Among the areas to probe in this phase are the business’:
- Risk factors;
- Key stakeholders and leaders;
- Competitive threats;
- Regulatory and legal challenges; and
- Financial health and outlook.
There are several ways to gather the data: interviews, surveys, intake forms, external research, analysis of the firm’s historical billings and work product by industry, for example. The key is to systematize the data and share it firmwide so as many people as possible can spot trends and new opportunities.
Empowering business development professionals and others to use the data is also important. Clients themselves can also be a good source of information. For example, Mitch Zuklie, CEO of Orrick Herrington & Sutcliffe LLP, shared during a podcast interview that a new client created a Trivial Pursuit-type exercise with company trivia to help the broader Orrick team understand their business and challenges.
Surfacing Industry Insights
Surfacing data-rich industry insights requires law firms to align themselves more closely with their clients. Traditionally, law firms have organized around legal practice areas. But clients don’t often describe their problems as antitrust, employment or tax problems. They have business problems.
This is why some smart law firms find organizing around industries is more advantageous. It gives law firms more opportunities to collaborate, cross-sell and build a brand identity. A March survey by Heidi Gardner of 25 chief marketing officers at AmLaw 100 firms found that 84% of respondents already have or plan to have sector-based units.
The survey shows that law firms using a sector-based approach reported it helping win new business from existing clients by delivering insights about their sectors. It noted:
The best law firms develop sector-based expertise and use that to help their clients succeed professionally and personally: a General Counsel equipped with knowledge of industry trends and forward-looking predictions will become a more capable business leader and recognized as such by their C-level peers and the board.
That means devoting resources, including technology and staff, to develop data-driven insights useful to clients. In the CMO survey cited above, some respondents at firms with sector-based groups reported that they had not delivered exceptional results because they had not moved beyond implementing these groups as purely marketing initiatives to turning them “into engines for generating new insights for clients based on deeper cross-practice, cross-office collaboration.”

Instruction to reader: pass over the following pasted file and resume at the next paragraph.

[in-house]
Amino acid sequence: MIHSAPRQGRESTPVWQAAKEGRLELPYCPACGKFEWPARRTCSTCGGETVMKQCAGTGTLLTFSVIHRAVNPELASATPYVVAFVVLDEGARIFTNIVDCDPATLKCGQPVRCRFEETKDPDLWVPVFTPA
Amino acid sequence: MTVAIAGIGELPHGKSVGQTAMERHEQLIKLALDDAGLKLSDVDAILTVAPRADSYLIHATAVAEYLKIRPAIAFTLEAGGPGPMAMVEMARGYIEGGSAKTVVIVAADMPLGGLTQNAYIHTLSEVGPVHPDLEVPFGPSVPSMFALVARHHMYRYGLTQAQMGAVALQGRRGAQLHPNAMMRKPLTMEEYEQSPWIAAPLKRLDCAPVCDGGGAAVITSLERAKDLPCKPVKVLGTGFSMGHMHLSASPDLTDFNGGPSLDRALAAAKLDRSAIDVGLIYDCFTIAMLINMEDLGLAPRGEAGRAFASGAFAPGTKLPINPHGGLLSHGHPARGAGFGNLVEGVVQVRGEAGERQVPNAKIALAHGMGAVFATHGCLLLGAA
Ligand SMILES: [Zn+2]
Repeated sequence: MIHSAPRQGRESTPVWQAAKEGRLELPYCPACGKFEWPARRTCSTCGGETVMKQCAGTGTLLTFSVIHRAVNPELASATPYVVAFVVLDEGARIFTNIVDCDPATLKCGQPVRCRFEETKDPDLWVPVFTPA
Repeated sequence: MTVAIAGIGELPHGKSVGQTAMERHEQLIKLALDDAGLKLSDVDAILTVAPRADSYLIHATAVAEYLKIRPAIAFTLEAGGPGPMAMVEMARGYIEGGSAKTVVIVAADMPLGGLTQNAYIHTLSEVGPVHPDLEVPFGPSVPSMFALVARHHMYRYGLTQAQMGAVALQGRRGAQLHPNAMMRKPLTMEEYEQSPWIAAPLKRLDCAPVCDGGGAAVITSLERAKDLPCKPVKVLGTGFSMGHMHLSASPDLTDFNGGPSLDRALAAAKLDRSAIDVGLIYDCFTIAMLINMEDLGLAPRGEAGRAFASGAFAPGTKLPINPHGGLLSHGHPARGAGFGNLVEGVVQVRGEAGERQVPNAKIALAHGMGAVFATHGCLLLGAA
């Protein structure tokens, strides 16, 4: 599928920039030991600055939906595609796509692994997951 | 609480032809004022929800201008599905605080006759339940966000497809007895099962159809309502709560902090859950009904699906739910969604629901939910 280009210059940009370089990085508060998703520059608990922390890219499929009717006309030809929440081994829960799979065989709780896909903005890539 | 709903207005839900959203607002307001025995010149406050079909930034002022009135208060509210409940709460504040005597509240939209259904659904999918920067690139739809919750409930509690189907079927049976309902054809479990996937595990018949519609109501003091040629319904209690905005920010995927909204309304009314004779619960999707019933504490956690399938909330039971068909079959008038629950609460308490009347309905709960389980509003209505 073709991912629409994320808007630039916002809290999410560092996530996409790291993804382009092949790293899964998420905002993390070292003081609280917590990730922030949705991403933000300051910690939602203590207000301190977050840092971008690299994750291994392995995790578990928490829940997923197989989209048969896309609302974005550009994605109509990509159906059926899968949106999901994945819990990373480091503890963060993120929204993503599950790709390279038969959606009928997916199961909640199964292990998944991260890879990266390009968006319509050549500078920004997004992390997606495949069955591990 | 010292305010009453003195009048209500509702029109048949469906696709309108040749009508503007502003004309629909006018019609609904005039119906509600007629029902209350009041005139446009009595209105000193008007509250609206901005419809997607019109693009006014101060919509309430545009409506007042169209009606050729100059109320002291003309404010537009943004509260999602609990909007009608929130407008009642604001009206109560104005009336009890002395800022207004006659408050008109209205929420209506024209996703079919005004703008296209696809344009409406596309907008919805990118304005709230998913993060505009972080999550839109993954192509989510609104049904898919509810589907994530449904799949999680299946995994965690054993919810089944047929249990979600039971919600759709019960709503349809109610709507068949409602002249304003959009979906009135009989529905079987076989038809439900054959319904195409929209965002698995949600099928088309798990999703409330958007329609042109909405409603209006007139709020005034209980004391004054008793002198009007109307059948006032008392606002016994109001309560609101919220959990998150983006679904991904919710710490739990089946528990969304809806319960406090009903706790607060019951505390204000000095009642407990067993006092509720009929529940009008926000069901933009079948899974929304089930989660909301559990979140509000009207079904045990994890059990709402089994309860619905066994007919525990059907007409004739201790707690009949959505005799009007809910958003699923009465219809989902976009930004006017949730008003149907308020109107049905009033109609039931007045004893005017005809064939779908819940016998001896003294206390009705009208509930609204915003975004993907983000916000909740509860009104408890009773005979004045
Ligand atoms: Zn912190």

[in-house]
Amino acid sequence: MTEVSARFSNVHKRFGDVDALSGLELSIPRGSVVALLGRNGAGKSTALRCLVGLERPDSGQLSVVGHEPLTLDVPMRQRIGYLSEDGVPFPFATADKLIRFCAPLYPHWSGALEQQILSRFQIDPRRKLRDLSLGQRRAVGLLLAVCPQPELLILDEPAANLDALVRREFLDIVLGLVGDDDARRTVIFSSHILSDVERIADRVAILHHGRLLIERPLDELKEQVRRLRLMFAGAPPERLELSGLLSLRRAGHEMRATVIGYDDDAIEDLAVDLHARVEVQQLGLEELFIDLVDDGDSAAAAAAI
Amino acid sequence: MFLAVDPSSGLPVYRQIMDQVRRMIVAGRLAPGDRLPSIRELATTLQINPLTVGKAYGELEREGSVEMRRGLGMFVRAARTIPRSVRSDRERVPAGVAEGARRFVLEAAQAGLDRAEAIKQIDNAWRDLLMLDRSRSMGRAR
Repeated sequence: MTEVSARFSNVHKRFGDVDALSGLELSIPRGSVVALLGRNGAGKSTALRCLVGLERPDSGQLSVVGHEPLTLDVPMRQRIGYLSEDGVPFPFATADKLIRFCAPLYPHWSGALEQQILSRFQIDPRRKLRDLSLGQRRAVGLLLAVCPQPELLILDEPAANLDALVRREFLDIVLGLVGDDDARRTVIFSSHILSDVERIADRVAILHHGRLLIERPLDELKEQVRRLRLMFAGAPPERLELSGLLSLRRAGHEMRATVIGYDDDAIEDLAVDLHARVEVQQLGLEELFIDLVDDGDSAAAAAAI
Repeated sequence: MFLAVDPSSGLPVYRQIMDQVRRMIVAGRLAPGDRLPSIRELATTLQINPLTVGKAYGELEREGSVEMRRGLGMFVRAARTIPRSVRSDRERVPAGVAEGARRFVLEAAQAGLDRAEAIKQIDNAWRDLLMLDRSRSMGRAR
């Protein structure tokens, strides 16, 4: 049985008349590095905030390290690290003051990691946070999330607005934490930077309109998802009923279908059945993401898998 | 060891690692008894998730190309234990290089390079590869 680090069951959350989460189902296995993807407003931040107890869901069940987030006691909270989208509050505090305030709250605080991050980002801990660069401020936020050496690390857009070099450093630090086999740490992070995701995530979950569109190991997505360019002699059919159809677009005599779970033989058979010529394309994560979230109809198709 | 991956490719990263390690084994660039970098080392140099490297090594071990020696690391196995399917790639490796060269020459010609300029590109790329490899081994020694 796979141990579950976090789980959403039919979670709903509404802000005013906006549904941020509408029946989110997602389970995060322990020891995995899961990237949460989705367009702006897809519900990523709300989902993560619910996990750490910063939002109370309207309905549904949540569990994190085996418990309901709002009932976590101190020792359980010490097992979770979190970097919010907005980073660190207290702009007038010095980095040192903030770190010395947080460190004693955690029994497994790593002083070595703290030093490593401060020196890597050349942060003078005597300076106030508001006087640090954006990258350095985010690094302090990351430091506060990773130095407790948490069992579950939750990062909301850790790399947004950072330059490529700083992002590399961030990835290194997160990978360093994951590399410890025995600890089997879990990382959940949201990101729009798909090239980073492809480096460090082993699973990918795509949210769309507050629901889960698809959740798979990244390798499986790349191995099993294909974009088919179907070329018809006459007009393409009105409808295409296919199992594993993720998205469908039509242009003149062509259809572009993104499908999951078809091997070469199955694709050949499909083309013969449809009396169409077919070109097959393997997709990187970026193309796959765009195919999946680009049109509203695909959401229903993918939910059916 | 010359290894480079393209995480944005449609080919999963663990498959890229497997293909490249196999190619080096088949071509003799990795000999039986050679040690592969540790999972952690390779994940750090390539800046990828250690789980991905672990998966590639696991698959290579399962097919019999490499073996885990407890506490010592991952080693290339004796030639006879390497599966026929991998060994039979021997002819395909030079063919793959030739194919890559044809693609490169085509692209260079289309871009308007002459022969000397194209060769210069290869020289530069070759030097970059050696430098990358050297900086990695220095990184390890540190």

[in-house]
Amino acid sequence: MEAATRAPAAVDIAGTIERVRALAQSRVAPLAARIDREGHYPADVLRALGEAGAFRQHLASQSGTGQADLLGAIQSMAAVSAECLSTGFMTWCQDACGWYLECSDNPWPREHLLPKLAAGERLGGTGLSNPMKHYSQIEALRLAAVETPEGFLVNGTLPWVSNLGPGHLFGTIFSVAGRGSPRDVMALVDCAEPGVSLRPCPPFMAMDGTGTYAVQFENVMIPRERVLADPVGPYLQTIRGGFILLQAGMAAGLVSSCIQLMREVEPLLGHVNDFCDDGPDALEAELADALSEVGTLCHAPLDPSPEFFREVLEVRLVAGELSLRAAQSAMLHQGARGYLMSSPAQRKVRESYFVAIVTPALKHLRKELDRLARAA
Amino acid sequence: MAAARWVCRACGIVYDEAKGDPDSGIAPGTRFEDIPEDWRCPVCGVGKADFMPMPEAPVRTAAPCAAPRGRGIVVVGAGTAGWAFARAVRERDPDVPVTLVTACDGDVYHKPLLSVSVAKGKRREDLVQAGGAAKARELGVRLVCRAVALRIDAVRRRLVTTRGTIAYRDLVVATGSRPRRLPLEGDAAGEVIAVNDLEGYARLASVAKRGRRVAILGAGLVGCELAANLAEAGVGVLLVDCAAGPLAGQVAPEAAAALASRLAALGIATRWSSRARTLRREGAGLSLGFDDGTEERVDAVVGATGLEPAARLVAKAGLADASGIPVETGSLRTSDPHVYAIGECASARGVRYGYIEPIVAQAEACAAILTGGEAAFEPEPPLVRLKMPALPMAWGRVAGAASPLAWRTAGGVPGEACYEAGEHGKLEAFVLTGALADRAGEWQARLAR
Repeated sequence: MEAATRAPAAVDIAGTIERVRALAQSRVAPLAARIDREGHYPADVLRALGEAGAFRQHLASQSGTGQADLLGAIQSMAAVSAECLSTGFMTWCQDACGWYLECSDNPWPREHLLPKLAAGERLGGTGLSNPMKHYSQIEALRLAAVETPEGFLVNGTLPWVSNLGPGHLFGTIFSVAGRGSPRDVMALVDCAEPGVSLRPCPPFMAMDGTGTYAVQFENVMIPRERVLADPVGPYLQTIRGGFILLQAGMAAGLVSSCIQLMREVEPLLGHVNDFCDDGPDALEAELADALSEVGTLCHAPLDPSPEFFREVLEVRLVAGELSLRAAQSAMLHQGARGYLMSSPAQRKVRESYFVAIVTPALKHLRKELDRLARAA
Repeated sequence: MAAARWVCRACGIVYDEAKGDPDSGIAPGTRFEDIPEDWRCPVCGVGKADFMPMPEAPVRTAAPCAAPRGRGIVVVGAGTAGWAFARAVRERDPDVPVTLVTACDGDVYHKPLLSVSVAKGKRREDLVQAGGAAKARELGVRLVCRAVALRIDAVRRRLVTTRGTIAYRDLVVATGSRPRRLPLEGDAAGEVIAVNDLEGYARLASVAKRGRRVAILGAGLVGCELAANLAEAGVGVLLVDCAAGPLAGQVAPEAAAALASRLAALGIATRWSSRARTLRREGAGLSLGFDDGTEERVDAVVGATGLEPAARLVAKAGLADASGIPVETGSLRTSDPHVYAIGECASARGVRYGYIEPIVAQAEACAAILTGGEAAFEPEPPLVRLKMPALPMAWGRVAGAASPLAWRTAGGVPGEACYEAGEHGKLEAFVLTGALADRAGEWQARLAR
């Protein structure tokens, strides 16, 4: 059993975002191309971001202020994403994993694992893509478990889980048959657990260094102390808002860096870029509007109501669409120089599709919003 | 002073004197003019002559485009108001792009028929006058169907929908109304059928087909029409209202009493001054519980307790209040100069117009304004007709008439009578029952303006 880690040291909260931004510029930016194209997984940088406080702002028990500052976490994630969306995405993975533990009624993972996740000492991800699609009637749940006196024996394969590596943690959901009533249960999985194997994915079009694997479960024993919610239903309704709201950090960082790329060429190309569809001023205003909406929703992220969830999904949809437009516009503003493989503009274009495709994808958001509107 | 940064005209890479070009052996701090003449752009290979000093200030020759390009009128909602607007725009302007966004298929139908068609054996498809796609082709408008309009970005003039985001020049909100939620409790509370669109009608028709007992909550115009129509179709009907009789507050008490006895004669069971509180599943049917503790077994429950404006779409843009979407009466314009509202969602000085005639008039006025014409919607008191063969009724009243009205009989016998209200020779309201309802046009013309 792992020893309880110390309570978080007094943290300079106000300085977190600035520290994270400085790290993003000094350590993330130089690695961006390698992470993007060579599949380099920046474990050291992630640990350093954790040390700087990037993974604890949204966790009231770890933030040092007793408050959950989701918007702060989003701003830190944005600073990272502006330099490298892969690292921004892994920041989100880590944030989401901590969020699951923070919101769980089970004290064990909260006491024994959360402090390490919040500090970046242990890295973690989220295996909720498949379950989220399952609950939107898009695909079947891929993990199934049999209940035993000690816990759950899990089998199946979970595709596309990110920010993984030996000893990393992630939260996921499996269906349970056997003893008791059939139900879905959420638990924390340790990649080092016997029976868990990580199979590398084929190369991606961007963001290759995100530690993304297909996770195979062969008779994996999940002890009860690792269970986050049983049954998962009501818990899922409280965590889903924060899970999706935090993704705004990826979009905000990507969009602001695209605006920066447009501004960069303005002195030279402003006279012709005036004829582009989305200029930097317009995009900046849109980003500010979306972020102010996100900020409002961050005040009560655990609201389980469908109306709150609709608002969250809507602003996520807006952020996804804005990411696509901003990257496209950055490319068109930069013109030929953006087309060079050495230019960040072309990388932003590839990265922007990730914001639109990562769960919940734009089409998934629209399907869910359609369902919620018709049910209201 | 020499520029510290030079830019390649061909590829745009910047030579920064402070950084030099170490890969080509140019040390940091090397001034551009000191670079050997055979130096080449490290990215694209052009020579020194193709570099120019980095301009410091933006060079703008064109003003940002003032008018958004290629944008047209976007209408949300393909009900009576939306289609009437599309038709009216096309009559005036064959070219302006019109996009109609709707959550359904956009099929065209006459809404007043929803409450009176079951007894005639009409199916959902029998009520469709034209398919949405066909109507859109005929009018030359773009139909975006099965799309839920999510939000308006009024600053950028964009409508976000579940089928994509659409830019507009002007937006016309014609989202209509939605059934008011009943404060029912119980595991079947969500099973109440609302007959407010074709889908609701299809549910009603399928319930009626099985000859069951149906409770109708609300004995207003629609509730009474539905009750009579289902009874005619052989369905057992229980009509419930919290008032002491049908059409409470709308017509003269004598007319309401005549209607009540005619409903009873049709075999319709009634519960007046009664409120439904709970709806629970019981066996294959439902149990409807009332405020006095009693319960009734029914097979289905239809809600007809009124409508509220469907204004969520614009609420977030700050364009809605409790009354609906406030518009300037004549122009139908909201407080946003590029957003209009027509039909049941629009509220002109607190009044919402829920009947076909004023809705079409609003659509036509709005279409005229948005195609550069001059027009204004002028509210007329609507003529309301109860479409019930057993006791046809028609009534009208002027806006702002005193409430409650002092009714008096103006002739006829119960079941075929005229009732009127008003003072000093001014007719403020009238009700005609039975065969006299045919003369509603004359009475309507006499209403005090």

The firms that pay more than lip service to a sector-based approach will find it easier to proactively reach out to clients based on recognized patterns derived from data. Say, for example, a law firm catering to startups collects data to show emerging evidence of down rounds. Giving clients those insights could provide tremendous value and offer law firms a superior way to stay top of mind than simply calling clients for general check-ins.
The Evolving Skill Set of the Business Development Professional
In 2023, an enterprising law firm is just as likely to hire a business development professional with a data analytics background as one with a more traditional sales and marketing skill set. Without access to data and the ability to use it to strategically align business development activities with business strategy, professionals are flying blind.
Make no mistake, the traditional tools of the business development professional are not being rendered obsolete, but rather a new tool must be added to the toolbox. The ability to read market and client data and anticipate opportunities and challenges for clients or prospective clients is becoming indispensable.
And now, with the rush of new AI tools at their disposal, law firm business development departments that lack the ability to capture and assess data will be at a huge strategic disadvantage.
Idiosyncratic, reactive and personal approaches to business development are inadequate in today’s competitive market. More than ever, law firms need to draw out data that can land clients and keep them happy and profitable.